The highly debated and controversial issue of introducing a legal lottery in The Bahamas was addressed by a noted religious leader yesterday at the weekly meeting of the Rotary Club of Freeport.

Dr. Emmette Weir, pastor of Our Saviour Lutheran Church, presented his case for holding a national referendum on the issue, giving all Bahamians an opportunity to voice their concerns on the matter.

 
The highly debated and controversial issue of introducing a legal lottery in The Bahamas was addressed by a noted religious leader yesterday at the weekly meeting of the Rotary Club of Freeport.

Dr. Emmette Weir, pastor of Our Saviour Lutheran Church, presented his case for holding a national referendum on the issue, giving all Bahamians an opportunity to voice their concerns on the matter.

While he is opposed to the entire notion of gambling, Weir said that we have reached an impasse of this most urgent matter and the "powers that be" must accept or reject the idea for the way forward.

Indeed, Weir said that all matters pertaining to the pros and cons of legalizing or regularizing the wide- spread practice of numbers always is of great relevance of discussions at every level of Bahamian society.

"It takes on new relevance of importance with the de-velopment of the recent raids and prosecution of high profile individuals in-volved in this practice," Weir said.

While many criticize the police for this act, Weir said that they are only performing their duties as they do not interpret or change the laws, only enforce them.

He pointed out that when gambling was first introduced to The Bahamas, many were opposed for various reasons, including im-morality and the idea that Bahamians would not take care of home first before gambling.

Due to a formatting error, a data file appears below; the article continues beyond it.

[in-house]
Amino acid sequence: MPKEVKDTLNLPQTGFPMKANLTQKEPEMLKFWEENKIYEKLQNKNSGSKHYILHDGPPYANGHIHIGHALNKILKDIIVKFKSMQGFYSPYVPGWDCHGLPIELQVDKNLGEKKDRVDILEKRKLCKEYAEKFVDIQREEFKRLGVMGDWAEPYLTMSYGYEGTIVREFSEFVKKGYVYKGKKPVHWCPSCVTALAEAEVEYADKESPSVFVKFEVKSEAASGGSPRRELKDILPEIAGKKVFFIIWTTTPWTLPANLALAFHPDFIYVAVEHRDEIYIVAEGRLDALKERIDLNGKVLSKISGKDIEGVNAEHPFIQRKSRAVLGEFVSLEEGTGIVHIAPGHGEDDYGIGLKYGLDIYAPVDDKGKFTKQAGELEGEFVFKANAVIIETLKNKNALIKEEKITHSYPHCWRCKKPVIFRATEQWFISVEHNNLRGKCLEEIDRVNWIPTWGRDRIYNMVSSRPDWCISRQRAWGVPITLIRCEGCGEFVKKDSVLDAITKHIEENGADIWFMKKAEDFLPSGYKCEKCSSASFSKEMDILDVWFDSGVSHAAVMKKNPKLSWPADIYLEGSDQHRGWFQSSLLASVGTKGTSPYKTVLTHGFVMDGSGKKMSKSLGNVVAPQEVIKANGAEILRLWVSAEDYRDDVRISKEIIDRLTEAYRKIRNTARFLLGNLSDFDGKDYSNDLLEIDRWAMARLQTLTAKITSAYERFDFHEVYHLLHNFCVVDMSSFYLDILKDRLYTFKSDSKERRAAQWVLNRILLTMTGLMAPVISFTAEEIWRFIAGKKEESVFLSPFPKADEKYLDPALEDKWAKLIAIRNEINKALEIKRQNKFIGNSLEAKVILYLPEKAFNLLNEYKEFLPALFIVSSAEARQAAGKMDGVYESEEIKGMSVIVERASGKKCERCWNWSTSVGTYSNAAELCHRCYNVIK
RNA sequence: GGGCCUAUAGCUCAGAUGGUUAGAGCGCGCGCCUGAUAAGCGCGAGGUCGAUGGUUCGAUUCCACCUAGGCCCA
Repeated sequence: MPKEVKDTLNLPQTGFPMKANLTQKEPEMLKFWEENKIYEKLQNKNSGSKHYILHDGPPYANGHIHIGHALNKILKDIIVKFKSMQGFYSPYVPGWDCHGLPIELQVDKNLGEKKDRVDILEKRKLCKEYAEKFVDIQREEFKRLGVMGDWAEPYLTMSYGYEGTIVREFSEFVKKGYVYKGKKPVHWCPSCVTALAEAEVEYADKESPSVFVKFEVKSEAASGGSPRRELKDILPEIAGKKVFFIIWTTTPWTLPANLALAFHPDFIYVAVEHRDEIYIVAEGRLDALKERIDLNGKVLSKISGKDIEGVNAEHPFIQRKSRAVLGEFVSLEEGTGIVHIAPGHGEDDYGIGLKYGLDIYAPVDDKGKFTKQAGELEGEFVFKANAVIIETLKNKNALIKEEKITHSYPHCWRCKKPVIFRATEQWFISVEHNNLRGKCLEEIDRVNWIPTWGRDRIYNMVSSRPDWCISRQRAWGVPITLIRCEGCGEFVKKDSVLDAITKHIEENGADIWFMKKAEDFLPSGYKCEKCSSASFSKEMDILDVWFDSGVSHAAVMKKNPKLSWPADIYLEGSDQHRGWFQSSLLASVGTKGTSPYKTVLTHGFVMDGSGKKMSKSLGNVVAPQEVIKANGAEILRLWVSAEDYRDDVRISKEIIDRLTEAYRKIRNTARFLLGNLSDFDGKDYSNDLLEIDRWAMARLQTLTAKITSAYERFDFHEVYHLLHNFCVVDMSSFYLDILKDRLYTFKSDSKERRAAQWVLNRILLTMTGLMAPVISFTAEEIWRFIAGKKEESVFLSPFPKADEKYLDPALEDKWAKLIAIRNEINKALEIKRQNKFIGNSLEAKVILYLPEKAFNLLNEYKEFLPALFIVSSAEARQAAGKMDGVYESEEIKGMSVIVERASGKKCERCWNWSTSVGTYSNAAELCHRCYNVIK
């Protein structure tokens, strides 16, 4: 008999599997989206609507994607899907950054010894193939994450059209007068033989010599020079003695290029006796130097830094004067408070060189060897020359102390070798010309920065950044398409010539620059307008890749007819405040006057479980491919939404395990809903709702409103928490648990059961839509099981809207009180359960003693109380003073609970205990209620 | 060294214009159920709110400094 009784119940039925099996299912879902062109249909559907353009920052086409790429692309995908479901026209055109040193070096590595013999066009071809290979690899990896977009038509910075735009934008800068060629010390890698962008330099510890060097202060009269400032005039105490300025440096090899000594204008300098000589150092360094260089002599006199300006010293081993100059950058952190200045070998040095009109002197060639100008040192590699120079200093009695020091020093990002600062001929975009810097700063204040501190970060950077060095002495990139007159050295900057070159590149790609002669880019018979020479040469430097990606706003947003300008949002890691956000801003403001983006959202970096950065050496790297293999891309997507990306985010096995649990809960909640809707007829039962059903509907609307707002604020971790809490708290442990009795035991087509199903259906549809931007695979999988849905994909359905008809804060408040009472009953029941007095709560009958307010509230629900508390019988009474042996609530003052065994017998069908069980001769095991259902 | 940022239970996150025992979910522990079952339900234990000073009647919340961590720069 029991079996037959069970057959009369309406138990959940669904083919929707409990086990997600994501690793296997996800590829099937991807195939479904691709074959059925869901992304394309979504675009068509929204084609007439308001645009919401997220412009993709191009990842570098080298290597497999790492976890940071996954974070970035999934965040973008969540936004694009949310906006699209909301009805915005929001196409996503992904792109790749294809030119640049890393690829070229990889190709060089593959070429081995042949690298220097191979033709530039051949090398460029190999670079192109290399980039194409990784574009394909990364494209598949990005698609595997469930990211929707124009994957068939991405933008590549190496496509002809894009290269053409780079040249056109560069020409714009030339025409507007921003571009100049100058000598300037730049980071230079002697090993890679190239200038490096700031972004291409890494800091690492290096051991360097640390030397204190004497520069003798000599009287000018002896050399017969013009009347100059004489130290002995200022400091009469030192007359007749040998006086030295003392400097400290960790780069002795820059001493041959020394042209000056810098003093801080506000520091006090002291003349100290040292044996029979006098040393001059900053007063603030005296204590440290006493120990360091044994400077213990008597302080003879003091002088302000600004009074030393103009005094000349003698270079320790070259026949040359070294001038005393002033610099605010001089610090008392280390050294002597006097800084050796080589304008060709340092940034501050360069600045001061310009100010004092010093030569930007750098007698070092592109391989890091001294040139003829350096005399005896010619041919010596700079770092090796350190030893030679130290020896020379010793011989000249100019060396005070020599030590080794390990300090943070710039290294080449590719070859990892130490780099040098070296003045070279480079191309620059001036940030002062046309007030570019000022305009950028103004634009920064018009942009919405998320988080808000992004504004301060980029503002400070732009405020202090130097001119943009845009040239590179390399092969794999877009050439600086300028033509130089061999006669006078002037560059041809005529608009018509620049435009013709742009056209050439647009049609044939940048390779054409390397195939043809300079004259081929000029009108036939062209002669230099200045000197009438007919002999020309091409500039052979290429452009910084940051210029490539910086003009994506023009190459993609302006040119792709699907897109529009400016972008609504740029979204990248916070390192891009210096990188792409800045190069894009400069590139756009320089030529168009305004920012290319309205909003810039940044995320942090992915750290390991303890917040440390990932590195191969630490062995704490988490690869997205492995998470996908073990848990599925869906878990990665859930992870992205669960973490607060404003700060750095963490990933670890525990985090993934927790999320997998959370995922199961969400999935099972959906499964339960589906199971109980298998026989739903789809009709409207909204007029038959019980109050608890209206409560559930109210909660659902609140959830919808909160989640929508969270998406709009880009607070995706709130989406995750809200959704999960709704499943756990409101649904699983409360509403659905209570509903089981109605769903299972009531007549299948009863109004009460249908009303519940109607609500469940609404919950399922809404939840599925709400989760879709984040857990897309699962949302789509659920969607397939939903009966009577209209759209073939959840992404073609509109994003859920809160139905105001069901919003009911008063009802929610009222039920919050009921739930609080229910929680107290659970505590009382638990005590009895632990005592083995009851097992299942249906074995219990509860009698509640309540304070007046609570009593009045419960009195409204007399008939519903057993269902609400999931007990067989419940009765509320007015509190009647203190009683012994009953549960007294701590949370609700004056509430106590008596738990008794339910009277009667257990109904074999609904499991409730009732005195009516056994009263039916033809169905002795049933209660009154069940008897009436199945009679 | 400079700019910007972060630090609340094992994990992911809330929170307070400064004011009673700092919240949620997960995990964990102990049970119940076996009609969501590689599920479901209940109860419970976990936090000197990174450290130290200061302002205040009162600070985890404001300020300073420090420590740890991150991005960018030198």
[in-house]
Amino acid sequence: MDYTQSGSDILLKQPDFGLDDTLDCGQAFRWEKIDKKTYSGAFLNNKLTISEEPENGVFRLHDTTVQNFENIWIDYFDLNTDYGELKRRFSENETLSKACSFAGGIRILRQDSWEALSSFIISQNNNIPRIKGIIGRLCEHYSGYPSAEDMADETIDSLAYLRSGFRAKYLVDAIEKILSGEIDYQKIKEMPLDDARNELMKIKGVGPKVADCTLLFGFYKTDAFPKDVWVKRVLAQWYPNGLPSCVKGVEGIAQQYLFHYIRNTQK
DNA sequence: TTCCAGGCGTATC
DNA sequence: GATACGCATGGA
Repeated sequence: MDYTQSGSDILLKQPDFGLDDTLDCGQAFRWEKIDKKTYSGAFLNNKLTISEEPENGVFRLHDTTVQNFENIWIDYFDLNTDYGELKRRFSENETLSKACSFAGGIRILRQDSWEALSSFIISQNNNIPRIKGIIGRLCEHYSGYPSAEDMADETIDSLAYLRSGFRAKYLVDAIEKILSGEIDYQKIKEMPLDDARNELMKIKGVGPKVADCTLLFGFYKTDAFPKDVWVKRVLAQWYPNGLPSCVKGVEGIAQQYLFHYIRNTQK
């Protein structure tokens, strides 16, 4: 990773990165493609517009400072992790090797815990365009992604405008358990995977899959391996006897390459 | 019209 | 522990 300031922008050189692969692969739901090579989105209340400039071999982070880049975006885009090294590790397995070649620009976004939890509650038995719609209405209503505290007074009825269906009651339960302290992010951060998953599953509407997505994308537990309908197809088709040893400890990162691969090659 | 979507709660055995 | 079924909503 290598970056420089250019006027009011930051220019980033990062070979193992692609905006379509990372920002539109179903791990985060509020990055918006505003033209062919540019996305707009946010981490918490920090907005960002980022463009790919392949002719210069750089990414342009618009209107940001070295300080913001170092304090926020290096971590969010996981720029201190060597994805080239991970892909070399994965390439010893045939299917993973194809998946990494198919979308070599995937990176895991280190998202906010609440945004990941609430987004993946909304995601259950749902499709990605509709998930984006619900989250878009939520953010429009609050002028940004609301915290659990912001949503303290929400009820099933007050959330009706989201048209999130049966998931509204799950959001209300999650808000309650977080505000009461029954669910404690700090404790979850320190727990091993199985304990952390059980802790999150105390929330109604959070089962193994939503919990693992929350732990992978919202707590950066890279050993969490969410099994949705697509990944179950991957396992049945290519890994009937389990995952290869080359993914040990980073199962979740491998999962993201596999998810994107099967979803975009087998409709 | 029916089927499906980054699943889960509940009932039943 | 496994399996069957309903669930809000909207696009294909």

"It was also an economic factor that when tourists gambled they would bring money in but if Bahamians gambled the same money would be circulating doing nothing to improve the balance of payments," he said.

Weir said that many of those ideals remain the same today, but others have fully supported the idea of a national lottery and have even sanctioned the idea by proposing that it be established to support education.

In his opinion, Weir said, if leaders felt that education is so important, then it should be funded by our own taxes, not the lottery.

As support for gambling has been gaining momentum, Weir said many have suggested the legalization of gambling would be a step in the right direction as government would receive millions of dollars in revenue from taxing the legalized numbers industry.

Moving forward in dealing with the issue, Weir said it is important to emphasize democracy, Christianity and the rule of law, and he suggested that there be a banning of numbers for as far as possible for six months; discussions of the pros and cons of all people in all walks of life; and a vote to be taken to finalize the matter.

"Our choices will determine what kind of nation that we want for ourselves and our children to dwell in," Weir said. "We make our choices and then they make us."